From conquering the most gruelling competition in the world to taking a stab at new technology in motorsport, Hiroshi Masuoka has done it all..
Life, it has been said, is a journey. And Hiroshi Masuoka’s journey has been a pretty incredible one. The two-time winner of the gruelling Dakar Rally for Mitsubishi Motors – that too in its original Paris-Dakar avatar – has been a company man ever since he got involved in international motorsport.
It is one of the things that has lead to him touring India to do demo off-road runs in Mitsubishi’s latest offerings in the country.
The Japanese auto company’s unflinching support saw him compete in 14 editions of the rally from 1987 with Mitsubishi before winning it two years in a row in a Pajero.
It was arguably the time when the four-wheel category of the Dakar Rally had more relevance compared to the present day as the vehicles were less removed from their road-going counterparts with the exception of the prototype Dakar buggies. Eventually the cars on the Dakar became little more than ‘shell racers’ with a near bespoke construction and super powerful engines.
It was in this era that Mitsubishi eventually lost out to Volkswagen’s Touareg. Masuoka’s Dakar participation ended in 2009 when the event first shifted to South America and ended with a retirement.
The Japanese motorsport legend is not one to look back in anger though, instead reminiscing about his time behind the wheel of one of the iconic motorsport events in the world.
“It was definitely an unforgettable experience and one that will stay with me for a long time,” Masuoka told autoX at a Mitsubishi Motors event in Delhi in February. “It was definitely a lot different back when I won to what it has become now and I think that is one of the reasons why Mitsubishi has chosen to focus on new projects in motorsport.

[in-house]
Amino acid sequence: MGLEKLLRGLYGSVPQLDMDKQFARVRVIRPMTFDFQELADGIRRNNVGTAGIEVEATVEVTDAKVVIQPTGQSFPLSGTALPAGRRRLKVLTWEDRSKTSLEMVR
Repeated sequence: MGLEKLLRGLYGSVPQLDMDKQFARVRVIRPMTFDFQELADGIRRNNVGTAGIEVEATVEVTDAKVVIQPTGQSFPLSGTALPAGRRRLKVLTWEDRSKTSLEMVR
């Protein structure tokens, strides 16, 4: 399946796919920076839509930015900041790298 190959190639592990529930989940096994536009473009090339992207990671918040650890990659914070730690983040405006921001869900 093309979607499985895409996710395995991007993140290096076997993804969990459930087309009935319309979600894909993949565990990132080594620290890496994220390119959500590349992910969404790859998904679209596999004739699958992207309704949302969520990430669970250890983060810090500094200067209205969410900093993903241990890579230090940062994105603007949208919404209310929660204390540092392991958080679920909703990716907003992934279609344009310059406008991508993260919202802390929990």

“In particular we (Mitsubishi) are committed to electric technology in motorsport and it is one of the reasons for our very intensive effort at the Pikes Peak Hillclimb.”
Masuoka is referring to the 19.99 km ‘Race to the Clouds’ where competitors start from a point that is 1,440 meters above sea level to a finishing point that is 4,300 meters above sea level.
Mitsubishi’s MiEV Evolution III electric vehicles took the overall second and third overall fastest times at the 2014 edition with Greg Tracy completing the run in 9 min. 08.188 seconds. That mark was just a remarkable 2.387 seconds off the overall best mark that was set by an internal combustion engined car. Masuoka was not far behind Tracy with a time of 9 min. 12.204 seconds.
Masuoka states that the company is committed to translating their foray into electric competition into their road cars and have even been flirting with the idea of developing hybrid cars where the electric motor is the primary power source and a small capacity combustion engine is used as a back up, which is the opposite of how it is normally done.